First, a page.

Teva expands blood pressure drug recall in the US amid cancer fears
Teva has expanded a recall of losartan potassium tablets after tests revealed a potential human carcinogen in the blood pressure drug.
The Israeli pharma earlier this week recalled six lots of the drug containing unacceptable levels of a nitrosamine impurity.
This builds on a decision in April when Teva withdrew 35 lots after detecting the same impurity known as NMBA (N-Nitroso-N-methyl-4-aminobutyric acid).
According to a recall notice shared by the FDA, Teva had sold bulk lots of the drug to California-based Golden State Medical Supply.
The bottles were in sizes containing 30, 90 or 100 tablets.
People affected by the recall should continue taking their drugs and ask a doctor or pharmacist about alternatives or replacements, the FDA said.
This is because stopping the medication without replacement could cause more harm than continuing with the treatment course.
Teva needs to maximise its revenues to pay off huge debts it incurred when it acquired Allergan’s generics business in 2016 for $40.5 billion.
The company posted a loss for the first quarter of the year of $97 million, compared with a $1.1 billion profit in the first quarter of 2018.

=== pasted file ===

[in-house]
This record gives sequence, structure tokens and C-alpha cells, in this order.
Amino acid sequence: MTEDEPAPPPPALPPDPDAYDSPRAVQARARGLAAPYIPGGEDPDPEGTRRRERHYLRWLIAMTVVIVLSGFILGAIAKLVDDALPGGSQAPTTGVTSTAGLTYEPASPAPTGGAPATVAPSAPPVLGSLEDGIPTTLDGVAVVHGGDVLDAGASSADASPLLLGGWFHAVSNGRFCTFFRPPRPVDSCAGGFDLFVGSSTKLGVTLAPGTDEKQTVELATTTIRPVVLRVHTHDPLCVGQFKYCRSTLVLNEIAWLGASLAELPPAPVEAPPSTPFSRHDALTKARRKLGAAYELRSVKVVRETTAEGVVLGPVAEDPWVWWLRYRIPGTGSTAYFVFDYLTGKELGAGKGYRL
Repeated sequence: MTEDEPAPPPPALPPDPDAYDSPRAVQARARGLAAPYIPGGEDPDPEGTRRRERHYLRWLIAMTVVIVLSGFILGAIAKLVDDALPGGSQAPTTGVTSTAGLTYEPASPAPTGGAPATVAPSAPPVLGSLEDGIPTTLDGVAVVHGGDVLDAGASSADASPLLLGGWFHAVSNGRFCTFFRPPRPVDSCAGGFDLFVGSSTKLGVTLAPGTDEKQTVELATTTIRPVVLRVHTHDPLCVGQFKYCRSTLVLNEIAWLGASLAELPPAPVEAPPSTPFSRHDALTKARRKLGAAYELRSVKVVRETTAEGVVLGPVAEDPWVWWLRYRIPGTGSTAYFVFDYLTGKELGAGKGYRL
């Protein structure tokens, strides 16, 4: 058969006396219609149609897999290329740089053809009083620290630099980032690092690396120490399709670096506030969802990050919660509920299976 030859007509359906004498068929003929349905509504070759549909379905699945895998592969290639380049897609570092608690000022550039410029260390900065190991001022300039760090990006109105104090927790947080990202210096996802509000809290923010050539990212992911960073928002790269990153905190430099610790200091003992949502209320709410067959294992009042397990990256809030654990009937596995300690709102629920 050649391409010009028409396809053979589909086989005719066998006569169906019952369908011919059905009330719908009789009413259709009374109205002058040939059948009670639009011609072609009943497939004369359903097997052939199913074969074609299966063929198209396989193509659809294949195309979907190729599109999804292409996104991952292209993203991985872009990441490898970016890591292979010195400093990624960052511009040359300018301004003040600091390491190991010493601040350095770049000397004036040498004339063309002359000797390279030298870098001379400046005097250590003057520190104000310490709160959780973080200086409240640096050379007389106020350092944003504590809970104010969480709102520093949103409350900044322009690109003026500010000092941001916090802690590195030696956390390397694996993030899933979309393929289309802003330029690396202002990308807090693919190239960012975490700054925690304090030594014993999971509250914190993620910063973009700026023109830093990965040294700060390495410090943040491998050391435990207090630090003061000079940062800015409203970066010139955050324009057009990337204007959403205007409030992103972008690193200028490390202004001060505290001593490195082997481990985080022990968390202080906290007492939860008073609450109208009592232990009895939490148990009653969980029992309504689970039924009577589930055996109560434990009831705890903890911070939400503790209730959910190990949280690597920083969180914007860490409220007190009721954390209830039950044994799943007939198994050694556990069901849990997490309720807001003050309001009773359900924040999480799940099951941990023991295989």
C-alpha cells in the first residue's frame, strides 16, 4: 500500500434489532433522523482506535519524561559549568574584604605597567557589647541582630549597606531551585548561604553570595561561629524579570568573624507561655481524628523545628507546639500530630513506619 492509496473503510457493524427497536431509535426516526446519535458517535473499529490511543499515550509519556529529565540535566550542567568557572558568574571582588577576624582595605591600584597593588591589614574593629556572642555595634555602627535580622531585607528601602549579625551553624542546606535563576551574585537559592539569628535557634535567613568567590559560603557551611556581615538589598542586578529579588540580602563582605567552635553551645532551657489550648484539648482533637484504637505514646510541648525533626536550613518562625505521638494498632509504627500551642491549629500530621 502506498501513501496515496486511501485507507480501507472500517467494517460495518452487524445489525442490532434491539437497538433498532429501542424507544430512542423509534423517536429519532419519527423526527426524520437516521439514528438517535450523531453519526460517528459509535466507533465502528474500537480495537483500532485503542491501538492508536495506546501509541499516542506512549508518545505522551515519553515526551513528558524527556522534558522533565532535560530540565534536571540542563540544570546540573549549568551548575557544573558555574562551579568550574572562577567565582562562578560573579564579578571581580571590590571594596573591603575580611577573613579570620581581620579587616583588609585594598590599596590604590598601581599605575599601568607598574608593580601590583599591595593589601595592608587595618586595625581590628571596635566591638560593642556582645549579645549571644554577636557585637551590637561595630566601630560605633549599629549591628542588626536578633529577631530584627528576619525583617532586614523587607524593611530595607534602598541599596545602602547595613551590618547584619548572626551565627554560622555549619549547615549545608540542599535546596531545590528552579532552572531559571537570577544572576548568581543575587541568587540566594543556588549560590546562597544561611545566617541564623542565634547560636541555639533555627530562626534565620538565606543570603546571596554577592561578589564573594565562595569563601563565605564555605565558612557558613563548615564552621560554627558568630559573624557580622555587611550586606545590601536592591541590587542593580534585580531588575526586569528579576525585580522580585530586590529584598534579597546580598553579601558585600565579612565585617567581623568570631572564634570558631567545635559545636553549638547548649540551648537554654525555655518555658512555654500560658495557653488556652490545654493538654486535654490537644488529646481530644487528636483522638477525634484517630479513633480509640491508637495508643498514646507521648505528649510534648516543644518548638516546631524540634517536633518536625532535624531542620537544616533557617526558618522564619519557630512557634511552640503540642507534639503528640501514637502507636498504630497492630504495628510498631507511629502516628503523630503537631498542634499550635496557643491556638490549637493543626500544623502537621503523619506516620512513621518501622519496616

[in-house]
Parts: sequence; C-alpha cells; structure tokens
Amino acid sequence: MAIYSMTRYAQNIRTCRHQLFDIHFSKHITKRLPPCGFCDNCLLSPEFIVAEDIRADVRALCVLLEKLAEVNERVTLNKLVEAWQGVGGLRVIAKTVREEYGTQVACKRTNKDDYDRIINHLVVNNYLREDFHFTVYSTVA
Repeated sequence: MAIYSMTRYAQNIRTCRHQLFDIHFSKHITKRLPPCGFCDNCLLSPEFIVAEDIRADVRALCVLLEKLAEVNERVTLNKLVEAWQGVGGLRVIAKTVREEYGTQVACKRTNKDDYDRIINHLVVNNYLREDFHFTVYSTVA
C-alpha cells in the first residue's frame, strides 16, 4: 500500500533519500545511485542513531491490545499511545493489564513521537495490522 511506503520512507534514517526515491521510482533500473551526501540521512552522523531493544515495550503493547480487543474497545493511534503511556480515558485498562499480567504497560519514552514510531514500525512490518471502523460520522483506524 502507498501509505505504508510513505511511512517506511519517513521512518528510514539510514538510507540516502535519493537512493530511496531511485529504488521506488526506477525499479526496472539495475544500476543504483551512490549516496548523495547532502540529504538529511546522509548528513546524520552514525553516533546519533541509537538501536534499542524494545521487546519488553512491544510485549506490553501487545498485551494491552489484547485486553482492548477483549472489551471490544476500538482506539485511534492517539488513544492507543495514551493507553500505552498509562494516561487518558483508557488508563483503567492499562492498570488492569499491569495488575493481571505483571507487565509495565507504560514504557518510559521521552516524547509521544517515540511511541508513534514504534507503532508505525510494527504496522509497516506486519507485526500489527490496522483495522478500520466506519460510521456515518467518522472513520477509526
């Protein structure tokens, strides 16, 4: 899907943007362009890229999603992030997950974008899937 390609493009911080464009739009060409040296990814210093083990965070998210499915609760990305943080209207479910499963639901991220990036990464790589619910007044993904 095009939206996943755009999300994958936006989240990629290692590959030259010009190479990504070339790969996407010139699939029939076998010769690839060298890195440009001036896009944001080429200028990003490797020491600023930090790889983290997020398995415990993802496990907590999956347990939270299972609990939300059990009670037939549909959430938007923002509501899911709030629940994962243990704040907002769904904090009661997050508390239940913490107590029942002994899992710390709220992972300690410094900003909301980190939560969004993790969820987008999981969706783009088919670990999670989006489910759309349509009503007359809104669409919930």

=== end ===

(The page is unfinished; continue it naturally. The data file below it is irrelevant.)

Teva has seen falling sales in its generics business, which decreased by 11% compared to last year’s Q1, to $966 million.
It is also suffering because sales of its Copaxone (glatiramer acetate) multiple sclerosis drug are also dwindling after generics hit the US market several years ago.
On the positive side Teva, which has been under the leadership of CEO Kåre Schultz since late 2017, is hoping new branded drugs will help to boost revenues in the long run.
These are led by its migraine drug Ajovy (fremanezumab), which was approved in September last year.
Schultz has also been restructuring the business to cut costs, to prevent further losses being incurred during the fallow period until Ajovy’s revenues begin to show.
Sales of Ajovy in the first quarter were $20 million, and it faces competition from two other approved CGRP class drugs from Amgen/Novartis and Eli Lilly, and potentially from the small biotech Alder Biopharmaceuticals.
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